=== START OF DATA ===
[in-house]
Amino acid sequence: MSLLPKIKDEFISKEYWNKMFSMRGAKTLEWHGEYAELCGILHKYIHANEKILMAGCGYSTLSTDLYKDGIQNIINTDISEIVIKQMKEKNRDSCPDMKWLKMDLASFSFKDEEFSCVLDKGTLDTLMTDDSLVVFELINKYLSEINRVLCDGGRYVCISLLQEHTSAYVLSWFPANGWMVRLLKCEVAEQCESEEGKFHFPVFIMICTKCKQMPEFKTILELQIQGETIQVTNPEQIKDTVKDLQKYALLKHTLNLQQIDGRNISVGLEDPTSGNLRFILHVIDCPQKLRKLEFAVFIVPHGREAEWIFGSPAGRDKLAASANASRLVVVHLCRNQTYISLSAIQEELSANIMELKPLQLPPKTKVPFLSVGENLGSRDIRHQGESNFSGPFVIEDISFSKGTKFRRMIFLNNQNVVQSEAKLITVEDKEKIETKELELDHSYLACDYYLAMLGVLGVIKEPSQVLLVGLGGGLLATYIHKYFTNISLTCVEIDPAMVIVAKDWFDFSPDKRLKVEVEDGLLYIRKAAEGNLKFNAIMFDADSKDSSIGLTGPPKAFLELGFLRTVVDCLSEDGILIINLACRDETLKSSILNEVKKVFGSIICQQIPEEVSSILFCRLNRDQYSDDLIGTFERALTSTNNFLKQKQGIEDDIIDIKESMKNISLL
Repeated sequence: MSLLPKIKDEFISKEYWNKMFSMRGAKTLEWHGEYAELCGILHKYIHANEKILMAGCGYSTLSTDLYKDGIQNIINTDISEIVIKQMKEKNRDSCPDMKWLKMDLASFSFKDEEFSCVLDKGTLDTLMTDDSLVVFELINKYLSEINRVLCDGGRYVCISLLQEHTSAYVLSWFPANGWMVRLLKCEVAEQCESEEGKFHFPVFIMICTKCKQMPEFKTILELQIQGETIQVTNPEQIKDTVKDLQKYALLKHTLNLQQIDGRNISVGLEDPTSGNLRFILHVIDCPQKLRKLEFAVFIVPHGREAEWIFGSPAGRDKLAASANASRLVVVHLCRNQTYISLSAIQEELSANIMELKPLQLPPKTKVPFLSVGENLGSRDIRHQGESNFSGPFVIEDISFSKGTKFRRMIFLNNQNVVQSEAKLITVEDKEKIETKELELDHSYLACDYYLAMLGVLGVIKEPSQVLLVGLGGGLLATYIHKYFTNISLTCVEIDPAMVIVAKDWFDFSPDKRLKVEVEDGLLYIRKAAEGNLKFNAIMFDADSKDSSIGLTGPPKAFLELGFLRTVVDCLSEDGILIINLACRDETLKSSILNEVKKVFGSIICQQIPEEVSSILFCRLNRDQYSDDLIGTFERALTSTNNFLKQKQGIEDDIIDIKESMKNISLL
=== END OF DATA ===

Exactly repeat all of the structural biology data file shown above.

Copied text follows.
[in-house]
Amino acid sequence: MSLLPKIKDEFISKEYWNKMFSMRGAKTLEWHGEYAELCGILHKYIHANEKILMAGCGYSTLSTDLYKDGIQNIINTDISEIVIKQMKEKNRDSCPDMKWLKMDLASFSFKDEEFSCVLDKGTLDTLMTDDSLVVFELINKYLSEINRVLCDGGRYVCISLLQEHTSAYVLSWFPANGWMVRLLKCEVAEQCESEEGKFHFPVFIMICTKCKQMPEFKTILELQIQGETIQVTNPEQIKDTVKDLQKYALLKHTLNLQQIDGRNISVGLEDPTSGNLRFILHVIDCPQKLRKLEFAVFIVPHGREAEWIFGSPAGRDKLAASANASRLVVVHLCRNQTYISLSAIQEELSANIMELKPLQLPPKTKVPFLSVGENLGSRDIRHQGESNFSGPFVIEDISFSKGTKFRRMIFLNNQNVVQSEAKLITVEDKEKIETKELELDHSYLACDYYLAMLGVLGVIKEPSQVLLVGLGGGLLATYIHKYFTNISLTCVEIDPAMVIVAKDWFDFSPDKRLKVEVEDGLLYIRKAAEGNLKFNAIMFDADSKDSSIGLTGPPKAFLELGFLRTVVDCLSEDGILIINLACRDETLKSSILNEVKKVFGSIICQQIPEEVSSILFCRLNRDQYSDDLIGTFERALTSTNNFLKQKQGIEDDIIDIKESMKNISLL
Repeated sequence: MSLLPKIKDEFISKEYWNKMFSMRGAKTLEWHGEYAELCGILHKYIHANEKILMAGCGYSTLSTDLYKDGIQNIINTDISEIVIKQMKEKNRDSCPDMKWLKMDLASFSFKDEEFSCVLDKGTLDTLMTDDSLVVFELINKYLSEINRVLCDGGRYVCISLLQEHTSAYVLSWFPANGWMVRLLKCEVAEQCESEEGKFHFPVFIMICTKCKQMPEFKTILELQIQGETIQVTNPEQIKDTVKDLQKYALLKHTLNLQQIDGRNISVGLEDPTSGNLRFILHVIDCPQKLRKLEFAVFIVPHGREAEWIFGSPAGRDKLAASANASRLVVVHLCRNQTYISLSAIQEELSANIMELKPLQLPPKTKVPFLSVGENLGSRDIRHQGESNFSGPFVIEDISFSKGTKFRRMIFLNNQNVVQSEAKLITVEDKEKIETKELELDHSYLACDYYLAMLGVLGVIKEPSQVLLVGLGGGLLATYIHKYFTNISLTCVEIDPAMVIVAKDWFDFSPDKRLKVEVEDGLLYIRKAAEGNLKFNAIMFDADSKDSSIGLTGPPKAFLELGFLRTVVDCLSEDGILIINLACRDETLKSSILNEVKKVFGSIICQQIPEEVSSILFCRLNRDQYSDDLIGTFERALTSTNNFLKQKQGIEDDIIDIKESMKNISLL